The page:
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in this Photoshop tutorial you will learn how to turn your color images into black and white images.
Tags:beginners photoshop,black and white images,change image color,color image to black and white,digital manipulation,photograph manipulation,photoshop cs3 tutorials,Photoshop lessons,stilldescending
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Hello everyone, this is Chad West a.k.a. still descending on You Tube the mio and vio.
And if you’re one of my new subscribers, or one of my older subscribers, you’ve probably been wondering where the hell the new videos are, and well sorry, life happens and this isn’t my day job, by any means if you couldn’t tell. And so, life happens and the day job has to take importance over the fun stuff like taking pictures and making tutorial videos. So, you’ll notice now that I am on a MAC. So, from now on I’ll be giving you the Macintosh shortcuts first, and the PC shortcuts second.
In this video I’m going to explain a little bit about the different kinds of black and white images, how to make your picture into black and white, and how not to turn your image into black and white. So, to get started, open up an image of, let’s not worry about camera roll, open up an image of a former French room mate of mine. And without getting into the photographic merits of this photo where the lack thereof, I did notice that, I just wasn’t happy with this image in color, when I saw it in black and white, it immediately became a much stronger image. So, I’m going to walk you through my method of creating a black and white and really how to, at home costs, avoid creating a black and white image.
The first method is a simple de-saturation, that’s the method that most Photoshop beginners are going to be familiar with. You can do that by hitting command-shift-U on a MAC or control-shift-U on a PC. And you see that creates a nice but kind of boring looking black and white. And one of the advantages of this method is that you stay in your original color mode if you were in RGB before hand, you still are in RGB. And this means that, if you wanted to add a warming filter or a cooling filter to kind of tone up your image some, you can still do that because you actually still have a color image. And for instance, just to add a photo filter here, fourth icon from the left at the bottom of the layers palette, click photo filter, turn the preview there, and you see just the default settings. What happens, you get a very sepia looking tone to it, and I really prefer to tone mine down the density here, and I keep it generally between 10 and 15%, and when I uncheck the preview, you can see the difference in color. And just tone it to your taste. If you prefer to use a different color, you can use this drop down menu for two other different warming filters, three cooling filters, plus some other pre-defined colors, or just use a color and pick a lime green and give yourself a lime green photo filter. Okay, that’s the first way.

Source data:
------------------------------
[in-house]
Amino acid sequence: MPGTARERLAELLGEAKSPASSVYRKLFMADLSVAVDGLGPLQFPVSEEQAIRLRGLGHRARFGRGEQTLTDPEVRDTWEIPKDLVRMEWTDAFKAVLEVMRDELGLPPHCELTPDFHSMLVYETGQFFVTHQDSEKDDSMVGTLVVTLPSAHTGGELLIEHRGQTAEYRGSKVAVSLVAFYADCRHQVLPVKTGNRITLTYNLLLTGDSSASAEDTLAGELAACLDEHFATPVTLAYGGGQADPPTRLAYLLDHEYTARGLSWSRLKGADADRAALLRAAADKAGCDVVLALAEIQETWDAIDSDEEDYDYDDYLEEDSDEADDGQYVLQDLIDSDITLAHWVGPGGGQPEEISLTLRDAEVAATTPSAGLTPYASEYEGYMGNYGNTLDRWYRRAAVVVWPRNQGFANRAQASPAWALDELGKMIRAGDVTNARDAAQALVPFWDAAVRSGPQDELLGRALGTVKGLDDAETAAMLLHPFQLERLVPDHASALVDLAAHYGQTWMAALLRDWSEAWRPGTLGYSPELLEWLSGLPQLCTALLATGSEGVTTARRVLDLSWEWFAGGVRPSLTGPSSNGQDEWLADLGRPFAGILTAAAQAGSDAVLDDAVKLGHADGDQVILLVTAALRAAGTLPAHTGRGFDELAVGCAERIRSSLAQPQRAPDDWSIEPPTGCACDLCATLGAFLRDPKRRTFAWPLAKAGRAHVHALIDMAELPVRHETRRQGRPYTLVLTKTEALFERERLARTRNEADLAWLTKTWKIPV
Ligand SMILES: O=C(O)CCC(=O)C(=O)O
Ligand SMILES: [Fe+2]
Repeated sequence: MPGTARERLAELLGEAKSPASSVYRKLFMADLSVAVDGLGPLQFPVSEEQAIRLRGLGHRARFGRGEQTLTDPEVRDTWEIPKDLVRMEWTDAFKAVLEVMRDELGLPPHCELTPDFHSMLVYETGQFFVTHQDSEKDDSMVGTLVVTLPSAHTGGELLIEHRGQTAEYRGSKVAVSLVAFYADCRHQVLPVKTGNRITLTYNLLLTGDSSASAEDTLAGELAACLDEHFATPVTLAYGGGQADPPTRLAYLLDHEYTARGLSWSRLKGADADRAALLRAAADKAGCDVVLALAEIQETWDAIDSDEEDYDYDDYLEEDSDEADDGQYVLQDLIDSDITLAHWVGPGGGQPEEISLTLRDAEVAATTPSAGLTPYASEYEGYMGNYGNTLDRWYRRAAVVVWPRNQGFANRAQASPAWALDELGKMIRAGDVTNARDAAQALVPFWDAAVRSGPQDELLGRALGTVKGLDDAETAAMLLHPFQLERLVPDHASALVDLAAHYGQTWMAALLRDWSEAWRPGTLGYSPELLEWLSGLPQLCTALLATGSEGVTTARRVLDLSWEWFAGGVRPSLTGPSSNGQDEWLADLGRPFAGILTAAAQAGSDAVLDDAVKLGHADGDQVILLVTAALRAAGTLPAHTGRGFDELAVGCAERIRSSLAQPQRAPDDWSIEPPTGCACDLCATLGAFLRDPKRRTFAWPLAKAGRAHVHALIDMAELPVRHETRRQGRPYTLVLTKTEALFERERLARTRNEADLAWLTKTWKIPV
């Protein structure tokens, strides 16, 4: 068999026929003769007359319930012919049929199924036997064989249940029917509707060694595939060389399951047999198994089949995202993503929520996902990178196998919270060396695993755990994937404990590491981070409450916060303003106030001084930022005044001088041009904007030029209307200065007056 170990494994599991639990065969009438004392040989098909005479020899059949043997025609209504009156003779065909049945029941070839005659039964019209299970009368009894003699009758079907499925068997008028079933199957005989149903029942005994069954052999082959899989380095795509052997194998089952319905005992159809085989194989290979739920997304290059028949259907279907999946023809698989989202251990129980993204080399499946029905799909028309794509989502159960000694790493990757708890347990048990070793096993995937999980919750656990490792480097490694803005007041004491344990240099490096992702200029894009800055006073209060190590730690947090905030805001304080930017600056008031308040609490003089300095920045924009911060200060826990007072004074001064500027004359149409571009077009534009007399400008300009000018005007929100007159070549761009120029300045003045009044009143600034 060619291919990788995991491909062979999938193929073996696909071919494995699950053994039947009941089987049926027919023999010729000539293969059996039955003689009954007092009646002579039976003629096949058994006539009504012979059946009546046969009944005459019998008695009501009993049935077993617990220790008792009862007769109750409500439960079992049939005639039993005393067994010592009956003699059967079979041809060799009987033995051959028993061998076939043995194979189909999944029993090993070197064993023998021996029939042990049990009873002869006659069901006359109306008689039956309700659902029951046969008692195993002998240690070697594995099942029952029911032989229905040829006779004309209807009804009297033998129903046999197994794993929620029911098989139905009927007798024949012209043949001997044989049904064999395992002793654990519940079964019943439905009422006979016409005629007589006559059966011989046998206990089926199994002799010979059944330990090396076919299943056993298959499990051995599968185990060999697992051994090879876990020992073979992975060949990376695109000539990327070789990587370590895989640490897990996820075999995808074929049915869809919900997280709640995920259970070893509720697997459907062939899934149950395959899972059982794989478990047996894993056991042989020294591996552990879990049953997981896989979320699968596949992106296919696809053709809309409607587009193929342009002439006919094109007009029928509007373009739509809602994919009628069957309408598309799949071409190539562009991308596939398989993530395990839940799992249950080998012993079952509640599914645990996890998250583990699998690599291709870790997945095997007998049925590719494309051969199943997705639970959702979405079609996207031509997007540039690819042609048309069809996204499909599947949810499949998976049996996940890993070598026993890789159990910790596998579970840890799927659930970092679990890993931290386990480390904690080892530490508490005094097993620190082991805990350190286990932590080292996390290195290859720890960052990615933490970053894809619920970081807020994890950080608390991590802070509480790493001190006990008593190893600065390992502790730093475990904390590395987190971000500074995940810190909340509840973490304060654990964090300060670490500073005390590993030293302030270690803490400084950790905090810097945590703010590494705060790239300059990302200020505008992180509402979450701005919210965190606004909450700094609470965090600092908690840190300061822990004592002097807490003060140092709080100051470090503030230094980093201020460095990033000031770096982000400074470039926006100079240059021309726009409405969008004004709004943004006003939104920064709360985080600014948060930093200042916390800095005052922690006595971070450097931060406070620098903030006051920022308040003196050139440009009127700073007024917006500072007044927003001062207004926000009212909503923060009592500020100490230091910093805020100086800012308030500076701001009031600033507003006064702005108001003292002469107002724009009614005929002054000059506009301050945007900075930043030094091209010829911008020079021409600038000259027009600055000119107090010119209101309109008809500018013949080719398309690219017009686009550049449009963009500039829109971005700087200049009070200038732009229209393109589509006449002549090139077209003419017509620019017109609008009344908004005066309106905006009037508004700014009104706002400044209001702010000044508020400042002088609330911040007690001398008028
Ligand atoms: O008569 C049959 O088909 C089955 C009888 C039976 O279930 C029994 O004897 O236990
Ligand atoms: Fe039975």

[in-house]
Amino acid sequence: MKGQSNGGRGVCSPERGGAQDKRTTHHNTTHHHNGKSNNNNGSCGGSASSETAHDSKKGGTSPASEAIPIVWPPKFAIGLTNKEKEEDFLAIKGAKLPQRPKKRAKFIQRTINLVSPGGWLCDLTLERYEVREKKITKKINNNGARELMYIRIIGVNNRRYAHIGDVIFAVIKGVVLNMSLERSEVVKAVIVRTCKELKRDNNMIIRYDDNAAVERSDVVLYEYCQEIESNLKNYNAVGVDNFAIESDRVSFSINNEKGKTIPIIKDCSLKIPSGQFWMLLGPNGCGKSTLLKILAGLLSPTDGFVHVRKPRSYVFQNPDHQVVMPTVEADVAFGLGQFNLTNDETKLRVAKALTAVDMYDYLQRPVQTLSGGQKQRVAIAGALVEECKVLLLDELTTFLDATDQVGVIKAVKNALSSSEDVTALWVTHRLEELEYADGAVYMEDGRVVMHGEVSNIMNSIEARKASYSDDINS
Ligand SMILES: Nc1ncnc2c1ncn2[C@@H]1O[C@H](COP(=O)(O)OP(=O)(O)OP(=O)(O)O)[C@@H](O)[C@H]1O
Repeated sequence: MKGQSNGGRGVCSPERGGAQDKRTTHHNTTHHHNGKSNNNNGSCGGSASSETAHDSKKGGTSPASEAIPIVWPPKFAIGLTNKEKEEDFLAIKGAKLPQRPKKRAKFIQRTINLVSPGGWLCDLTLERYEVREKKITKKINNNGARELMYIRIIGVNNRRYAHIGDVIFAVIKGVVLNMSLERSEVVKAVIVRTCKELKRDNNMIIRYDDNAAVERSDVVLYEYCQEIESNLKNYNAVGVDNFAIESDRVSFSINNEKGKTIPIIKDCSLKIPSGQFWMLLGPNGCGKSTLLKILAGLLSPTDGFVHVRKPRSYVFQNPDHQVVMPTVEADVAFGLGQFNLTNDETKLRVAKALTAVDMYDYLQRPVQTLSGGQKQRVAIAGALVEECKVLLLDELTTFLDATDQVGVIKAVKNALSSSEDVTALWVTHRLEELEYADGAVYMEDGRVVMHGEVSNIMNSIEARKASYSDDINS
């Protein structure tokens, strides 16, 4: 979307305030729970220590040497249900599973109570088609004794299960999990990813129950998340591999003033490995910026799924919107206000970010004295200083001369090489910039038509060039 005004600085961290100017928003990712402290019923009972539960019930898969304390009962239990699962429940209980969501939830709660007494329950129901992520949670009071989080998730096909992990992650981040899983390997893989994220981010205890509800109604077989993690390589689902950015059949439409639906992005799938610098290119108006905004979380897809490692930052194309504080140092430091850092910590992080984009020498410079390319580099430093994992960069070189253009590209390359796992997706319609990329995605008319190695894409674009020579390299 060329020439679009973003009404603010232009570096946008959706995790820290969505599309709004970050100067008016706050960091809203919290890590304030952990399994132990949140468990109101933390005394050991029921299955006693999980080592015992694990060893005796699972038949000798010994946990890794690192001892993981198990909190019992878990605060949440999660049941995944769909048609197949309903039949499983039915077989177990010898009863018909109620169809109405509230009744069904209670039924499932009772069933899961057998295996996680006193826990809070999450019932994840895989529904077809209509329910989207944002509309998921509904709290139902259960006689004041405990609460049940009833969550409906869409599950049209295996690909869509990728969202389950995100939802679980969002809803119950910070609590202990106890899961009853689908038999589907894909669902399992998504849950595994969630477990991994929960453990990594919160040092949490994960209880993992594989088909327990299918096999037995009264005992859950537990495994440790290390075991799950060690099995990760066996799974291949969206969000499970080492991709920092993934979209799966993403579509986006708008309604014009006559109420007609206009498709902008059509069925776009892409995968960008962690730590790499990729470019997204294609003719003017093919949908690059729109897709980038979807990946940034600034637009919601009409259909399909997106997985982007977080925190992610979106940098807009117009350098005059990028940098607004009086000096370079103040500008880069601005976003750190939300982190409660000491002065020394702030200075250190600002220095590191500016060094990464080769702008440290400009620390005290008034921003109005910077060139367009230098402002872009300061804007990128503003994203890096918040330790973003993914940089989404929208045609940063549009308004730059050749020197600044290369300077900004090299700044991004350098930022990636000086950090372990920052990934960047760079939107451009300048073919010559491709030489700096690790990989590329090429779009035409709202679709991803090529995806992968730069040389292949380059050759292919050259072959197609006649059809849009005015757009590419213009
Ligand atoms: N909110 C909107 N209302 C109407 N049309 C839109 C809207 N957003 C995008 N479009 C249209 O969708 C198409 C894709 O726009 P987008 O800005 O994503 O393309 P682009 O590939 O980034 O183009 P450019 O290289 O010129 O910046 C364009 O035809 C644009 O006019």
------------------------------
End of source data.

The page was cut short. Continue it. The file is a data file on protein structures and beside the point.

The second way is the way I recommend you avoid, unless you’re printing a newspaper. I don’t know if I mentioned this or not but, by day I am a journalist, I work for a newspaper where we still print our own newspaper in house. And we have to use grayscale images for our purposes to put into the newspaper. And this is only the only use I see for grayscale, because what this does is strips away all the color information. So, you’re not actually working in RGB or CMYK anymore, you’re working in grayscale. So, image mode, grayscale, and you see it listed there with RGB, CMYK. And when I click this, it presents a dialogue box, discard color information; do you really want to do that? To control the conversion, use image adjustments black and white, and we’ll do that next. So, discard. And now again, I have a black and white image, but if I wanted to add a photo filter, and when I try to do that, you see now it’s grayed out. I can’t add a photo filter, because I have no color. I’m working only between pure white, and pure black. And this is why this is handy in the newspaper business, because when I print my newspaper, I have to print four negatives, a cyan, a magenta, a yellow, and a black. And if my black and white photo is in CMYK, well that means I need four negatives, for one black and white photo, whereas, if my photo, my black and white photo was in grayscale, I need one negative to print that photo. And this, in the newspaper industry, saves time and money which are both very scarce resources now. And that’s really the only use I can see for grayscale. So if you’re not printing a newspaper, don’t bother.